After the Origin
When the The Origin of Species was published, Darwin carefully sent copies to all of the scientific leaders of his day, both those he thought would hate the book and those he hoped would love it. In all of his accompanying letters he was extremely self-effacing. Darwin's old mentor, Adam Sedgwick, for instance, wrote a savage review of Darwin's book in the Spectator.
His few supporters turned out to be those he had been preparing all along: Hooker, Lyell, and, most importantly, Huxley. Huxley, who up until this point had been supportive but never yet entirely convinced, was finally firmly on Darwin's side after seeing the abundant evidence and clear argumentation. Huxley was renowned for his temper, and he soon became known as "Darwin's bulldog" for his willingness to tenaciously defend the theory of evolution by natural selection.
Huxley had a chance to test his teeth in a debate that took place in 1860. Darwin's most vocal critics, aside from Sedgwick, were the primate anatomist Richard Owen and the Bishop of Oxford, Samuel Wilberforce. During the annual meeting of the British Association at Oxford, after a talk that made some reference to Darwin's ideas, Wilberforce gave a half-hour tirade against Darwinism. Huxley, who was also in the audience, gave an impassioned reply, accusing the Bishop of "prejudice and falsehood." Tensions were high. At the time it was unclear who won the debate, but it has gone down in history as victory for Darwin. In any case it was clear that Darwinism could not be ignored.
Events like these made Darwin a household name, at least among the well-educated and the well-off. He started receiving visits from the literary and scientific stars of the day. But he was still weak and prone to bouts of illness after too much socializing, so during the next ten years he did his best to maintain his quiet, isolated life at the Down House. He focused on some of the problems that had fascinated him as a naturalist, turning away from the theorizing that dominated his Origin of Species and back to the close observation that had always satisfied him best. Research for his books, On the Various Contrivances by which Orchids are Fertilized by Insects and The Movements and Habits of Climbing Plants, once again turned his workshop and now his garden into a place of constant activity. Unlike during his pigeon period, there was little carnage, except when his interest briefly turned to insect-eating plants.
His most ambitious book during the 1860's was The Variation of Animals and Plants under Domestication. Here he tried to understand the dynamics of inheritance, the actual mechanisms by which a pigeon with a slightly longer beak or oddly-colored feather might pass its traits down to succeeding generations. He correctly discovered that some traits tended to overpower others; this corresponds to the modern concept of dominant and recessive genes. But his "pan- genesis" theory of how traits were actually passed from generation to generation was flawed. He thought that each cell in the body contributed to the sperm and egg cells that created new life. According to this theory, small particles called gemules were supposed to travel from every cell of the body, through the blood stream, to the sperm and eggs, thereby conveying information about the current state of the organism. Part of the reason that this theory appealed to Darwin was that it allowed changes that occurred during an organism's lifetime to be inherited by the organism's children: if the skin remained tan for long enough, the gemules in those tanned skin cells would be transported to the egg or sperm cells and thereby affect the skin color of future generations. Unfortunately there was little evidence to support this theory, even in the 1860's, and many of Darwin's peers, while admiring his observations on variation, dismissed his theoretical explanation of it.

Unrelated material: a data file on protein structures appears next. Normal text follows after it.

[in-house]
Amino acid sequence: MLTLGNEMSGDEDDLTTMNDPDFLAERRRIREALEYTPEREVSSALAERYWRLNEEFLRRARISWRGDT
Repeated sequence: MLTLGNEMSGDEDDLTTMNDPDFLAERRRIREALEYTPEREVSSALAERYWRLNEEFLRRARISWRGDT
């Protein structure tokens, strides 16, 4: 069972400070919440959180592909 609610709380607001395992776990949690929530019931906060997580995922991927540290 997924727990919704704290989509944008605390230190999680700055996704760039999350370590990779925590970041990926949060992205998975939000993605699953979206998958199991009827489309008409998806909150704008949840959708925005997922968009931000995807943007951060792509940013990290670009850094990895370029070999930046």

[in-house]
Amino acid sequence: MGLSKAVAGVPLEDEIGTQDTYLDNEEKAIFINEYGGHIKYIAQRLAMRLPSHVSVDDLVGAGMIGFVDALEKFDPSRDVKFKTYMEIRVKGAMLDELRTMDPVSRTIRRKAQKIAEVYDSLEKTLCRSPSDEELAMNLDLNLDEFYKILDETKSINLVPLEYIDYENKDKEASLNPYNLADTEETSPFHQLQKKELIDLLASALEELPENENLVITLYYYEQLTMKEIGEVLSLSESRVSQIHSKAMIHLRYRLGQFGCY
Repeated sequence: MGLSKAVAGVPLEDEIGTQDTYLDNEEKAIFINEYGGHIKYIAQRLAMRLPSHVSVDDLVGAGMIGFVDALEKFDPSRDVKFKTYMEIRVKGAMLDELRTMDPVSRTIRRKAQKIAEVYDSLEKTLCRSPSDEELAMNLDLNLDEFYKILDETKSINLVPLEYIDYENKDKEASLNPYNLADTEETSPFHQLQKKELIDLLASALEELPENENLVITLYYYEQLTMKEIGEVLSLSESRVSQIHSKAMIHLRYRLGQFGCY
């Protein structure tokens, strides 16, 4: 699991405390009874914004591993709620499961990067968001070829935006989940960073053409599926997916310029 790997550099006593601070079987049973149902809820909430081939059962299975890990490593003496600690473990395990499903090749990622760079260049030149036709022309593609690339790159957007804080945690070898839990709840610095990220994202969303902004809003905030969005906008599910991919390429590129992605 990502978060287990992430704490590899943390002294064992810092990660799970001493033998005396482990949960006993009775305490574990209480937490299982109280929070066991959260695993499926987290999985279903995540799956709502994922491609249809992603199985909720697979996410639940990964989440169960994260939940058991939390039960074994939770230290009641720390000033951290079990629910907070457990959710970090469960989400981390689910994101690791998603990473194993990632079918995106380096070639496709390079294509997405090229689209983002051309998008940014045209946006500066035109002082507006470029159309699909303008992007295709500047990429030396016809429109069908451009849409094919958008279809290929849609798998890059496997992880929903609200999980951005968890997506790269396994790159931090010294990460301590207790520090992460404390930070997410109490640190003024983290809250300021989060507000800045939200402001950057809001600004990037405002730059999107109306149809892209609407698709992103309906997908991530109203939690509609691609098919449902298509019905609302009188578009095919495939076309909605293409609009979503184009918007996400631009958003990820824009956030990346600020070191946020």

After the Variations, Darwin's next big project was to write a book on three topics: the evolution of the human species, sexual selection, and the expression of emotions in animals and humans. As usual, he had more to say on all three of these topics than he originally thought, so the first two topics were published in 1871's The Descent of Man, and Selection in relation to Sex and the third topic a year later in The Expression of Emotions in Animals and Man. Darwin had never wanted to tackle the controversial issue of whether humans were evolved just like other animals, hoping that some other well- respected evolutionist would bite the bullet and write a definitive defense of the idea. But when he realized that such a book was not going to happen without him, he poured all of his enthusiasm and obsession for detail into the project. The Expression of Emotions itself, which has had an enormous impact on the study of the physiology and psychology of emotion, can also be read as a long argument on the unity of the human species with its animal ancestors. Darwin expected outrage after publishing The Descent of Man , but his expectations were disappointed. All of the outrage had come twelve years earlier, when the Origin had been published. Despite the care taken by Darwin in that earlier work to avoid any mention of the human species, it was obvious to many of the Origin's readers that all of the arguments applied to pigeons could as well be applied to humans. So by the time the Descent came out, when the Origin had already been translated into German, Russian, Dutch, Italian, and Swedish, the argument over the origin of the human species was well-worn. Nevertheless the Descent provided a powerful piece of ammunition in the continuing war between creationists and evolutionists.
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